other functions.
The FPHA budget for admini
strative purposes is *11.500.000 com
pered with *19500.000 in 1947.
y> / ►
Top U. S. Units
Reported Split
On Reich Policy
State Department Bid
To France Takes AMG
Chiefs by Surprise
By Wes Gallagher
Associated Press Foreign Correspondent
BERLIN, July 25.—A difference
between policies of the United
States State Department and
views of the American Military
government here concerning
governing Germany became ap
parent today.
The news of Secretary of State
Marshall's invitation to France to
participate in a three-power confer
ence on Germany’s industrial level
hit governing officials in Germany
with sharp impact.
The American military governor,
Gen. Lucius D. Clay, refused to com
ment, but it was learned authorita
tively that neither he nor any other
top Americal Military Government
official was officially informed of
the State Department's sudden of
fer to France, either before or after
it was made.
The only information received in
Germany on the whole was a re
quest to hold up the announcement
of an American-British agreement
on Germany’s level of industry,
reached after weeks of negotiation,
these sources said.
»___1 T» :
The question of giving France a
voice in deciding what the level of
industry shall be tof the combined
American and British zones of Ger
many was considered by authorita
tive sources here as virtually a com
plete reversal of the policy of mak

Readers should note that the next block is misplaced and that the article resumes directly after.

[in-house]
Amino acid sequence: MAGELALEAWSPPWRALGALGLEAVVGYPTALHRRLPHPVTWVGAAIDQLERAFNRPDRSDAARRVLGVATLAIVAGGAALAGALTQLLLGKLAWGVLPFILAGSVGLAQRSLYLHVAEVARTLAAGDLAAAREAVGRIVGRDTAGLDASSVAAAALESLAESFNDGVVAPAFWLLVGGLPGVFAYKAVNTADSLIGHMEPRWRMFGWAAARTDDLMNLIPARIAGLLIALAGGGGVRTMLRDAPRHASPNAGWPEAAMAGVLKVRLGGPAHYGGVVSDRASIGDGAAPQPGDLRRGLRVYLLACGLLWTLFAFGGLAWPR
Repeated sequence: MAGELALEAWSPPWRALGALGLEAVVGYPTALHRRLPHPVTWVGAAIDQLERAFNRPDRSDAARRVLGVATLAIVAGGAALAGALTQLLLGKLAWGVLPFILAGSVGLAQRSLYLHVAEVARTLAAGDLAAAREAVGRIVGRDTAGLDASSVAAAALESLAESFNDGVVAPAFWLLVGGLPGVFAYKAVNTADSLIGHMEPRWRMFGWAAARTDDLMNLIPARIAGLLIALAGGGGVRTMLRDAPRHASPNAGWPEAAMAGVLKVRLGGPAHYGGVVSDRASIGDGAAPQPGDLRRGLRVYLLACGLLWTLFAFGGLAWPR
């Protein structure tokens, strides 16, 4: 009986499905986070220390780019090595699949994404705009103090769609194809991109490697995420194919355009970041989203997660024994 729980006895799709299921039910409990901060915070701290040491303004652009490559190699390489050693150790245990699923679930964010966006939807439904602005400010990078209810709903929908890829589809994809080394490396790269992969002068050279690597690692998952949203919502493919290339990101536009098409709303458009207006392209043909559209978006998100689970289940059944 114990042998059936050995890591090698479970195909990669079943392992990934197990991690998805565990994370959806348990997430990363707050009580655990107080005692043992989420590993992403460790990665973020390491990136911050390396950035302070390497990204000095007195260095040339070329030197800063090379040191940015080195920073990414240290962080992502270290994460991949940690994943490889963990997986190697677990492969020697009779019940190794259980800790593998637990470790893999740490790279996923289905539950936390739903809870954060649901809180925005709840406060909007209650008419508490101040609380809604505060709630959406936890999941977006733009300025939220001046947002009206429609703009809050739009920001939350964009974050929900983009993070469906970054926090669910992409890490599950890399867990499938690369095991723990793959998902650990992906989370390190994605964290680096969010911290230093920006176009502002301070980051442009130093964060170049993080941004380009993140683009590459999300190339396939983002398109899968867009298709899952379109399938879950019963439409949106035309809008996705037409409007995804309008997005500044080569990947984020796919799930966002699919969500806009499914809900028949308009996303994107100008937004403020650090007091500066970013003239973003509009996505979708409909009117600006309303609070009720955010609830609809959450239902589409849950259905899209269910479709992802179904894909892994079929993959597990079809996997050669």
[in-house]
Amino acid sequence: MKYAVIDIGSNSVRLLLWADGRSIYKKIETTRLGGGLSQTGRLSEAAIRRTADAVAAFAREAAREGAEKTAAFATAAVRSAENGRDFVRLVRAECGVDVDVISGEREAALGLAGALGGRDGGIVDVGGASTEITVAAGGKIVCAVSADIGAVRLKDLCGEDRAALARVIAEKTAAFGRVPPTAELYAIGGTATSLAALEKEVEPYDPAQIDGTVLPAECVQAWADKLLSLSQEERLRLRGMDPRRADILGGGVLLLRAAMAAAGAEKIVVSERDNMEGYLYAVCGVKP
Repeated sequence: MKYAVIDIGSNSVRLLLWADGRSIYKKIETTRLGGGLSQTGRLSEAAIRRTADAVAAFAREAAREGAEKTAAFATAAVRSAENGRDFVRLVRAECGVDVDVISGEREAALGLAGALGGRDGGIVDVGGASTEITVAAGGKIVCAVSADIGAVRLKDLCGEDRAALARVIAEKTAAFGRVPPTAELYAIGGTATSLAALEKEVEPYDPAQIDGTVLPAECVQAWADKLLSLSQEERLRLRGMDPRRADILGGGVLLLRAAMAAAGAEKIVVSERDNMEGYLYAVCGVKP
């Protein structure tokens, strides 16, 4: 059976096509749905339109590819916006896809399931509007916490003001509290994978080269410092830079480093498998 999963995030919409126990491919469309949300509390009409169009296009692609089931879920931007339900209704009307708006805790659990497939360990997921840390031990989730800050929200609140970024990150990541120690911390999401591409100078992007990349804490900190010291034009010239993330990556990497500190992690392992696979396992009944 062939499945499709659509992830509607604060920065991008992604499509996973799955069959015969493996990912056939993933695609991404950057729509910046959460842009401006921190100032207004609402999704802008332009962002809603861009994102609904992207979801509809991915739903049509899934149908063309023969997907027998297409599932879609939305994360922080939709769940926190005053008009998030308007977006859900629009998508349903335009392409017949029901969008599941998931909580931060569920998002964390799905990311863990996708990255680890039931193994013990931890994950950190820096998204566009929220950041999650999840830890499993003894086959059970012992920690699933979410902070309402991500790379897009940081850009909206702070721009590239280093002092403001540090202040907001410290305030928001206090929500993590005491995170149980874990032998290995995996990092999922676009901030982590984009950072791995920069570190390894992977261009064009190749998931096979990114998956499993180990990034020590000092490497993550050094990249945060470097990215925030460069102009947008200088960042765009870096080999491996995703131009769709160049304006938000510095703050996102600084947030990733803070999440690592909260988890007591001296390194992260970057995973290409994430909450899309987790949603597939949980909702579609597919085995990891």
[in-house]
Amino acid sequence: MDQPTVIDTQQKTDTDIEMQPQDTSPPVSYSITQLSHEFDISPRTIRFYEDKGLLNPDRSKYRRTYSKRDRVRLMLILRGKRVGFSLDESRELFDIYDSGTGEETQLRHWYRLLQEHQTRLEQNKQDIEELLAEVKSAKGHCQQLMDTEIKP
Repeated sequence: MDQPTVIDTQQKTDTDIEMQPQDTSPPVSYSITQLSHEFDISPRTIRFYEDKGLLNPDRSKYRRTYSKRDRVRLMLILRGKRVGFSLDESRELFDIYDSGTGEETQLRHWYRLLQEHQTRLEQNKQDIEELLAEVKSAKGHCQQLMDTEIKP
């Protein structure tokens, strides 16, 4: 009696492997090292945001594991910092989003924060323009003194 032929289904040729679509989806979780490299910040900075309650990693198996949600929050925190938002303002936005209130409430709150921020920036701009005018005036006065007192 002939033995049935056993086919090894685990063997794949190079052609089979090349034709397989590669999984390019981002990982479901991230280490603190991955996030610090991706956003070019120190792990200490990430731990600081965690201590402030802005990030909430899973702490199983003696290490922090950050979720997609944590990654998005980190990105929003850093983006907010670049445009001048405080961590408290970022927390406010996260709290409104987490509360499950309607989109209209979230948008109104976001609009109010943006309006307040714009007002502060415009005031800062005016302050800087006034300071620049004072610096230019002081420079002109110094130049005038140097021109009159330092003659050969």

ing the merged American and Brit
ish zones of Germany a self-sup
porting unit through an import
export program.
This policy of self-sufficiency
through an industrial revival in
Western Germany has been advo
cated by Herbert Hoover and nu
merous American business men
studying Germany and has had *'
strong support of th» -apart
ment.
France had opposed this policy at
every turn. The French proposed a
low level of German industry,
coupled with international control
of the Ruhr.
The French position was regarded
in military government quarters
here as directly incompatible with
the announced aims of Britain and
the United States as far as bizonal
Germany was concerned.
These sources pointed out that
France steadfastly had refused to
join the bizonal merger and accept
joint responsibility for Western Ger
many. They said the Marshall offer
for a three-power conference ap
parently would give France the
same sort of veto power over the
rehabilitation of the Ruhr that
(See GERMANY.Page, A-5.)
bulletins
GAO Building Authorized
The House today passed and
sent to the Senate a bill au
thorizing construction of a
$28,850,000 General Accounting
Office building at Fourth and
G streets N.W.
Game Replay Ordered
NEW YORK I-'B.—President
Ford Frick of the National
League today ordered “in the
name of common sense and
sportsmanship” that the dis
puted game of last Sunday be
tween the Brooklyn Dodgers
and St. Louis Cardinals at
Ebbetts Field be replayed on
August 18, thus upholding the
protest of the St. Louis Club.
Robert J. Watt Dies at Sea
Robert Jr Watt of this city.
American labor leader and
former member of the War La
bor Board, died at sea on the
liner Saturnia while returning
to the United States from
Geneva, where he had been
American delegate to the In
ternational Labor Organiza
tion Conference, according to
advices received here today.
. Seek to Impeach Witness
! Gerhart Eisler’s lawyers
moved this afternoon to im
i peach the testimony of a key
! witness who testified last week
| at the District Court passport
fraud trial that Eisler met
with Earl Browder and two
Canadian Communist leaders
in Buffalo in 1933. The attor
neys claimed the two Cana
dians were in jail throughout
1933, and sought depositions to
this effect from the superin
tendent of the Kingston (On
tario) Penitentiary.